I’m sure that a stepparent might be appreciated enough that a stepchild might extend the honor of naming a child after that stepparent, so it’s not a definitive case. But it is definitely something that ought to be looked into.

Oh, and one more example. An early researcher made an assumption that has been passed down multitudes of times through the ensuing decades. The assumption was based on the fact that a descendant carried the ancestor’s first given name but also had a middle name. For some reason, this seemed to indicate to the researcher that the ancestor should also have had the same middle name because this child was obviously named for him. So that middle initial appears on list after list, even though I have never seen it on any record about him during my almost 40 years of researching this family specifically.

Whenever there is a discrepancy in the records, we ought to take a close look at the documentation. If I make a claim about a certain fact (like the fact that this ancestor did not have a middle name or initial), then I ought to have some evidence to support that opinion. If others believe strongly that he did, it would be helpful if they could bring their proof for evaluation.

So what was particularly helpful about today's issue over my second great-grandmother’s parents was that it made me go back and take another look at what I DO know about her...for sure. I tried to find her in all of the census records. I reviewed her obituary (which, incidentally, indicated that she moved to Kansas in 1870 while the 1880 census clearly shows her still being in Iowa).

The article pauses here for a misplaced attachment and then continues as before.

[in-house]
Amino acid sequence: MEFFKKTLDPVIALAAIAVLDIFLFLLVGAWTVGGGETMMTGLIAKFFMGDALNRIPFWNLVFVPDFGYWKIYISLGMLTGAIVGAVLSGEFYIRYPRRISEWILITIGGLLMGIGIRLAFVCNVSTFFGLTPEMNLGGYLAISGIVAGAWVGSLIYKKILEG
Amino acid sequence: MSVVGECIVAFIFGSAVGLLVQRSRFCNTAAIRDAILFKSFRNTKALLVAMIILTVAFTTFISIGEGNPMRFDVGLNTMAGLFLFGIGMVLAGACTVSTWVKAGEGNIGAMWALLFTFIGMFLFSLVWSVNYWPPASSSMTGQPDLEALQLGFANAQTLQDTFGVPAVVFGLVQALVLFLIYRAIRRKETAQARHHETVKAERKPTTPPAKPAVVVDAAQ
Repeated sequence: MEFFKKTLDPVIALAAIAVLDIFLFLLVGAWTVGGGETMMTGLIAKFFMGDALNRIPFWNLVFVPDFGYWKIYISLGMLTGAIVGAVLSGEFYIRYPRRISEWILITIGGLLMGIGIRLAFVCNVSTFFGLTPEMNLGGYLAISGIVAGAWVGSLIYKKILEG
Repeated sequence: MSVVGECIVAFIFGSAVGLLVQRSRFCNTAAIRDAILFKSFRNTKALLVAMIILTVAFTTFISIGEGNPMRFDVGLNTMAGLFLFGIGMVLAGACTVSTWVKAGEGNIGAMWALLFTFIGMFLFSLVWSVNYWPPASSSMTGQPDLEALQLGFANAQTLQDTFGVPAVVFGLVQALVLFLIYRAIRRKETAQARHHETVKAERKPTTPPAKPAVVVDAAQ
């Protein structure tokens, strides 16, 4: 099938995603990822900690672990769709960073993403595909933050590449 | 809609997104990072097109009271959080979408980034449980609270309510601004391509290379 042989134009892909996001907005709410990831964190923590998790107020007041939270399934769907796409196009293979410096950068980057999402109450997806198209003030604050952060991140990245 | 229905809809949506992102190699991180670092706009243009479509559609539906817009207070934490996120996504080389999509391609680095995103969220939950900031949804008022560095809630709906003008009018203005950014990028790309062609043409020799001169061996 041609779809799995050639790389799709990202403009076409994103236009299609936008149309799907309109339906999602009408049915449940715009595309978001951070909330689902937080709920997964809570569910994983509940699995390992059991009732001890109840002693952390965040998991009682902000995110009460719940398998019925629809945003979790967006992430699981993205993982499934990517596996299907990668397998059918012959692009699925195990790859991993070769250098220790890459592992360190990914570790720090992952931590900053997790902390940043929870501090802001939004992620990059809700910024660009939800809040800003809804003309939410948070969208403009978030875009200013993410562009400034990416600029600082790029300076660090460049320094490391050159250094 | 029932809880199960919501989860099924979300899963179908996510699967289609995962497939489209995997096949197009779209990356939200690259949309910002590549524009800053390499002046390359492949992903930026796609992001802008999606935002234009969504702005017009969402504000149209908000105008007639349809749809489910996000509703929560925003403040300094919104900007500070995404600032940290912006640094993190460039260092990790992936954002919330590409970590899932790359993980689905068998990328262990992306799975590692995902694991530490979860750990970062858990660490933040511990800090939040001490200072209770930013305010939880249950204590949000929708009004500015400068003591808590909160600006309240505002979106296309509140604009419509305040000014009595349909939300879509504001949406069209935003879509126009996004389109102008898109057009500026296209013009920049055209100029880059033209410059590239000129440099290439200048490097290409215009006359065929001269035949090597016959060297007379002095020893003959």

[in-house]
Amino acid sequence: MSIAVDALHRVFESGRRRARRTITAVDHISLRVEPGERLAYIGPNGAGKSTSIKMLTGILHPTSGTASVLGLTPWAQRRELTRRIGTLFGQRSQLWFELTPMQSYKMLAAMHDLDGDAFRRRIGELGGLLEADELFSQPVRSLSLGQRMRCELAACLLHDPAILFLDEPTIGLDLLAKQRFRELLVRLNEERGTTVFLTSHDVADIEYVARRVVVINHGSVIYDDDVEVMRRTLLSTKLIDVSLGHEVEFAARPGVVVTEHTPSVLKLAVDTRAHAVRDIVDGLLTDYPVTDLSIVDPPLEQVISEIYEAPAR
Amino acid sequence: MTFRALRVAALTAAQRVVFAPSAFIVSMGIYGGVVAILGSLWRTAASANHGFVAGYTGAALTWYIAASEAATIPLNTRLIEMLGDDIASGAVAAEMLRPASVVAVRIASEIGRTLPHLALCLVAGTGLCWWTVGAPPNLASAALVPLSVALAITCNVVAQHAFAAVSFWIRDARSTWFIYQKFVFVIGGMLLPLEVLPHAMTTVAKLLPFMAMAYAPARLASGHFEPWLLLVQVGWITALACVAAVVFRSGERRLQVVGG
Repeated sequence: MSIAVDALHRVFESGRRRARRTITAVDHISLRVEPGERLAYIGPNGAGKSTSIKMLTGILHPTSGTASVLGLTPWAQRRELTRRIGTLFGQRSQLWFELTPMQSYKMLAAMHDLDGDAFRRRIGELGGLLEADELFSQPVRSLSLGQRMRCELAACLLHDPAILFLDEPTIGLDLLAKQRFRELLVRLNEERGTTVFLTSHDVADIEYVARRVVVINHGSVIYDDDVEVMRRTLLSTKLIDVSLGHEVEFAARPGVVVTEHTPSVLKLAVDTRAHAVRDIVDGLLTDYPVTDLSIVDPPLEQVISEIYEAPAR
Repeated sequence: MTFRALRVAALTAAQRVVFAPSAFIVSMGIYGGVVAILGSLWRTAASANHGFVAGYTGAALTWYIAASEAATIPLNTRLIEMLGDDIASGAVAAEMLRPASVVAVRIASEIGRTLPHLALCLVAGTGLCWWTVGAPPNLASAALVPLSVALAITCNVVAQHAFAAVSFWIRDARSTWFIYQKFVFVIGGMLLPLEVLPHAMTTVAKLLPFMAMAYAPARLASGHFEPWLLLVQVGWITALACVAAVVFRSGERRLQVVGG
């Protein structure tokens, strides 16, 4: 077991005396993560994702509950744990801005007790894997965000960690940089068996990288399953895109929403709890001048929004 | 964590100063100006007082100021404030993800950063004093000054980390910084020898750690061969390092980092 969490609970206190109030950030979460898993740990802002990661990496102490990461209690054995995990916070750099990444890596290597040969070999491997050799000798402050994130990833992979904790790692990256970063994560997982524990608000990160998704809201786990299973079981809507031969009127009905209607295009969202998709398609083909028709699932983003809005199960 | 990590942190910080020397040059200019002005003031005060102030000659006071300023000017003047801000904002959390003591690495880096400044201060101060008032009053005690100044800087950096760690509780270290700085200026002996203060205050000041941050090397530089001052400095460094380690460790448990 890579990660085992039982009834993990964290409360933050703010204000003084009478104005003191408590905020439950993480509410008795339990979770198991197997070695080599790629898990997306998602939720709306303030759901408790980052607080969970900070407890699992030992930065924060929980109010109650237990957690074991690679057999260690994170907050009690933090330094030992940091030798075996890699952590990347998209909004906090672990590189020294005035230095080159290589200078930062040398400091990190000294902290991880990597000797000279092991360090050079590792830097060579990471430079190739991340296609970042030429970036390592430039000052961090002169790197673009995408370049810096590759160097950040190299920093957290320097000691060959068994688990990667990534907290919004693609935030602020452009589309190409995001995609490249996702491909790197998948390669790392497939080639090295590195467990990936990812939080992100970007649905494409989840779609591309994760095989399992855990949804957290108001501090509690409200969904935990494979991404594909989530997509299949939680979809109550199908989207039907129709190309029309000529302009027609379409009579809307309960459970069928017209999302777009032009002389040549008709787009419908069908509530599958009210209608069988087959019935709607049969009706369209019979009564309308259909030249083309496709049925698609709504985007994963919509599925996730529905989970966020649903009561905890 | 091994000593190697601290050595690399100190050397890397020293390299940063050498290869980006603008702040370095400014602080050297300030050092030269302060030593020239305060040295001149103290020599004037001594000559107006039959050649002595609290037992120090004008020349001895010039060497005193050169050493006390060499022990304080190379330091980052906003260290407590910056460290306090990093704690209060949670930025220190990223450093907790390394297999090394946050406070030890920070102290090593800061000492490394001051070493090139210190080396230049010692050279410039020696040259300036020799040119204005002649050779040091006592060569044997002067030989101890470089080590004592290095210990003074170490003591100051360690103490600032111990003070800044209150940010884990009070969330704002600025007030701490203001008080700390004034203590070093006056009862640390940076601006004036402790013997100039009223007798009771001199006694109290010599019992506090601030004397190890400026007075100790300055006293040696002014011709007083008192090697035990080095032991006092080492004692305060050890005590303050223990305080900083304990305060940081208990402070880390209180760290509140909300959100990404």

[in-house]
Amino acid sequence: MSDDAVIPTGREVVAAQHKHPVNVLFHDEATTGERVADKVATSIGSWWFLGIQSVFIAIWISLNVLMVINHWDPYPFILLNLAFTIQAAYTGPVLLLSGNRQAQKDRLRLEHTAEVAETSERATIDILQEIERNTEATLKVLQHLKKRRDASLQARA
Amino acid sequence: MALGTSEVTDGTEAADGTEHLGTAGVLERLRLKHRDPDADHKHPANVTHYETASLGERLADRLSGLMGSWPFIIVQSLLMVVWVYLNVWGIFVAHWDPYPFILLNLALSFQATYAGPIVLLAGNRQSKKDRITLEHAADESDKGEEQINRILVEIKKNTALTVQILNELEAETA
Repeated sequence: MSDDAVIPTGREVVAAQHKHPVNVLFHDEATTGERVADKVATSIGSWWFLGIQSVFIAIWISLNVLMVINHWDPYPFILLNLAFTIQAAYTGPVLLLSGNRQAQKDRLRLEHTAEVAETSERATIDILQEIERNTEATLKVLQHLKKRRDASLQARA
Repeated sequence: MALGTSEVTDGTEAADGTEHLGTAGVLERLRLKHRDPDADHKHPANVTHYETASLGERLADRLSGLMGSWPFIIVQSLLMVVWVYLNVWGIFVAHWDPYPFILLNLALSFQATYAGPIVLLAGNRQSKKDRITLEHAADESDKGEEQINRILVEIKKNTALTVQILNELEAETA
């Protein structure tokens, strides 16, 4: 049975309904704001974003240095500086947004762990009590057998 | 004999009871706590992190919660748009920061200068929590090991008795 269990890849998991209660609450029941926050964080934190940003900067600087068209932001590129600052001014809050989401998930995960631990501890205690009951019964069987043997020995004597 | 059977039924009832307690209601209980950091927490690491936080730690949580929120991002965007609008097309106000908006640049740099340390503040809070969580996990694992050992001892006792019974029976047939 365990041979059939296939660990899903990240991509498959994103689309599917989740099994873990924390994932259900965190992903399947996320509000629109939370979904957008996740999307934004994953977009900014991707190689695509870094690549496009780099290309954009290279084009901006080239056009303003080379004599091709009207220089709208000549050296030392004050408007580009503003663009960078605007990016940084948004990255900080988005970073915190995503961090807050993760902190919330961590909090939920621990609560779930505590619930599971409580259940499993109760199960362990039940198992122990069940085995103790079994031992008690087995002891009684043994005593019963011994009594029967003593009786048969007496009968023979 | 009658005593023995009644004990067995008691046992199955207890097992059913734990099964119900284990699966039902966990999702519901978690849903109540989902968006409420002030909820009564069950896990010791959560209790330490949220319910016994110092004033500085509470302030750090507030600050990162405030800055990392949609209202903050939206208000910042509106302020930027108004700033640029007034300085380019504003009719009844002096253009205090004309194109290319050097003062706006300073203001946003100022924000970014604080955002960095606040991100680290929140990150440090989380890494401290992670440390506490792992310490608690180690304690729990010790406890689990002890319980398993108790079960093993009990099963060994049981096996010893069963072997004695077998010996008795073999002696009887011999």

As frustrating as the “new” FamilySearch has been with its completely open access, I can see some good things coming out of it. The beta version that has just been released for review has a new feature called “Discussion” where dialogues can be initiated regarding the data that has been submitted. That may at least allow us to begin examining what each of us can bring to the table as far as evidence is concerned. And then we can hopefully learn to be humble and accept new evidence, even when it contradicts a long-held and highly cherished family tradition.

So when I (hopefully) hear from the person who submitted the ill-fitting parents for my second great-grandmother, perhaps a good beginning to the conversation might be the following:

“Whaddya know?”

“A little. You?”